Outdated wifi policies

Recently we spotted some angry local Tweets, originating right here in Manchester (UK), about the fact that a well-known global hotel chain still charges residents for a wifi connection.

Granted, many hotels, cafes and bars offer the first half hour free but anyone who carries a smartphone with them will vouch for the fact that a concentrated half hour isn’t exactly convenient when you are checking emails and social networking sites from time to time throughout the day.

The more expensive the hotel the higher the charge in some cases but more galling seems to be the suggestion from some hotels that some guests are more important than others when it comes to being connected online, with those hotels offering free wifi to their premium guests only.

Revenue stream or poor customer service?

For far too long, certain venues within the hospitality and leisure sector have viewed internet access as a lucrative revenue stream but as wide adoption of mobile devices has rapidly swept the globe this sector hasn’t evolved quickly enough to meet demands – the reason being, many would argue, that they don’t get anything in return other than a slower connection for their own commercial use. Not ideal when they are positioning themselves as meeting venues then struggle to provide a good connection when delegates suddenly pull laptops, iPads and smartphones out of their bags.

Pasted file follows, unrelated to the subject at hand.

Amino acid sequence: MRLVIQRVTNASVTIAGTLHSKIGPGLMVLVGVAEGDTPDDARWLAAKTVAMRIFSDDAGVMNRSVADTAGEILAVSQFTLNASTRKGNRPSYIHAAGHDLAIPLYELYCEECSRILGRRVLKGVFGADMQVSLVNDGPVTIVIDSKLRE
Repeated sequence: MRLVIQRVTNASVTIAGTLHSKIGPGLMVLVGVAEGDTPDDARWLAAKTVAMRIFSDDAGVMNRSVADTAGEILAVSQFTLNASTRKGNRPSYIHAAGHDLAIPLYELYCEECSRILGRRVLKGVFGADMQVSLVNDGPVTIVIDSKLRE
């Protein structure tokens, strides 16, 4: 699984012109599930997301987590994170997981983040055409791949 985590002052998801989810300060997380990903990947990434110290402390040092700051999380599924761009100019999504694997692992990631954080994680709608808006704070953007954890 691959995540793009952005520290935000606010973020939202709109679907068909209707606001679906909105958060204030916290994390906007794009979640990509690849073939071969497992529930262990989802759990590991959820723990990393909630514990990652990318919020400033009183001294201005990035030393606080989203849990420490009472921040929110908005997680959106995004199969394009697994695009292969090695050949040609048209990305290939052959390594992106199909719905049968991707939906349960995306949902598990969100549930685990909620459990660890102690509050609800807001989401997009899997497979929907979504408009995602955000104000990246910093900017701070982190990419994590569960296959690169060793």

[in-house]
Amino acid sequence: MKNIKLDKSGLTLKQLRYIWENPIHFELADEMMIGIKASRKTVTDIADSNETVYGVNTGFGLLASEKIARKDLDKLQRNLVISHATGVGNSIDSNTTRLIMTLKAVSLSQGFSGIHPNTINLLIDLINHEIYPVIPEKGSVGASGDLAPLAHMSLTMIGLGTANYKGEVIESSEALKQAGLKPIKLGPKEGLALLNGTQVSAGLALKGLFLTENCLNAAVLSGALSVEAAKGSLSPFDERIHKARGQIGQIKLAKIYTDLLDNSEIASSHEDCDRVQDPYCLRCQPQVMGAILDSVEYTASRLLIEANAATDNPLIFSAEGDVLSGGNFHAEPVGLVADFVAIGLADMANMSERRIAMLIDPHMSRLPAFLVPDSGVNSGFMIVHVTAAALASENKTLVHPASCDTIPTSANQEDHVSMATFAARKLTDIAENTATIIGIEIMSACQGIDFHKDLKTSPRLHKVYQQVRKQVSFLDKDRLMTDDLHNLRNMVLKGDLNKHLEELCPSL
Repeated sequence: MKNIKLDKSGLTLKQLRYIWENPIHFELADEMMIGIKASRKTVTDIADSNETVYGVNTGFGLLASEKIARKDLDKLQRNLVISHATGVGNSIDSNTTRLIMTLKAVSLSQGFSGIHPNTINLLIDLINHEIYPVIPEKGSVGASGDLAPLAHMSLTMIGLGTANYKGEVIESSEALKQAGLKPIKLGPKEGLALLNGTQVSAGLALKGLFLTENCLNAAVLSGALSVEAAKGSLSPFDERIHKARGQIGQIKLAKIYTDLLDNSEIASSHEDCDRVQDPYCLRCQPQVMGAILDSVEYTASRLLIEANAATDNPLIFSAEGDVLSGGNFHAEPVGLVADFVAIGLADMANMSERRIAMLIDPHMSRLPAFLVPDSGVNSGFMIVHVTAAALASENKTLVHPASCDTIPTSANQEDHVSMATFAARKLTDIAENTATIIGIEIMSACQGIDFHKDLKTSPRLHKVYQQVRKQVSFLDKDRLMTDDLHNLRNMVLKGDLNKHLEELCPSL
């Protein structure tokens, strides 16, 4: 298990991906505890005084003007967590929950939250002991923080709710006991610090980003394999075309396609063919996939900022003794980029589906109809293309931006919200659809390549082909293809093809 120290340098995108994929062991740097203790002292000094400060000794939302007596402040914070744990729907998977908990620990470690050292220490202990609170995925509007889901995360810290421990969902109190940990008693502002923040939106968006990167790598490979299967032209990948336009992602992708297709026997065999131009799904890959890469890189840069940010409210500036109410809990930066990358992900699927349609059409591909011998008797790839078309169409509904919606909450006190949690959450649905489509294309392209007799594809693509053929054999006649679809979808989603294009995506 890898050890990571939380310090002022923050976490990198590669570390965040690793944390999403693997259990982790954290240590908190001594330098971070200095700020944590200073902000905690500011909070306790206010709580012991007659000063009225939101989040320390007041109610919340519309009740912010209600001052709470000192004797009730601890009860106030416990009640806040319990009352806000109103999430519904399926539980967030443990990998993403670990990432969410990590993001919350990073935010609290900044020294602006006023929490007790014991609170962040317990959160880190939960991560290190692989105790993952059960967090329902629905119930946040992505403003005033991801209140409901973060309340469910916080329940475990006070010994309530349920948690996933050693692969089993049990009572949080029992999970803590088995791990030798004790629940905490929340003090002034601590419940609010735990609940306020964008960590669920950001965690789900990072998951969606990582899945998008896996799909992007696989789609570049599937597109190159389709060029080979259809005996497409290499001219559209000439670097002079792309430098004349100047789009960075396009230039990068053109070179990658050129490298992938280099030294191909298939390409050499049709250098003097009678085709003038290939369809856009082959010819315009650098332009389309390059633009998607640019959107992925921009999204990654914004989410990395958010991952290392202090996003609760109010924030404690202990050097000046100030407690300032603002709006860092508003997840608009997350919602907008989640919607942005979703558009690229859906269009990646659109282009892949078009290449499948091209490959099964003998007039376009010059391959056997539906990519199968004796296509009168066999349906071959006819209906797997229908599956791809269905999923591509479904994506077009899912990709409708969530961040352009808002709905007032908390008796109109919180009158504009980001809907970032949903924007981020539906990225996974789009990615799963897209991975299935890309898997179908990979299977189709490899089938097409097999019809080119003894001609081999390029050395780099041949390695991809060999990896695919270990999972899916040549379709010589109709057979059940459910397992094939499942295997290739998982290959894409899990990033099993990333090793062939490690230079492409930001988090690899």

According to a hotel consultant and social media strategist writing for tnooz.com, not all hoteliers are rubbing their hands with glee while predicting how much revenue will be generated through guests paying for internet use. He states that many want to abolish internet fees but simply can’t figure out how to offset the loss.

What these hotels need to do is look at return on investment in a different way. Instead of looking for a direct monetary gain they should be looking at the longer-term picture, the marketing opportunities and the end-to-end customer engagement programme that social wifi can deliver.

By the end of 2013 there will be more mobile devices on earth than people with 56% of those devices being smartphones. That’s a huge audience for hotels to be engaging with through social wifi.

Only 11 per cent of travellers are willing to pay for wifi in hotels, according to a survey of more than 8000 travellers across 28 countries.

While entire cities across the world are announcing their intention to become wifi zones, welcoming online visitors with open arms – and no charge – why does the hotel industry seems so reluctant to do the same?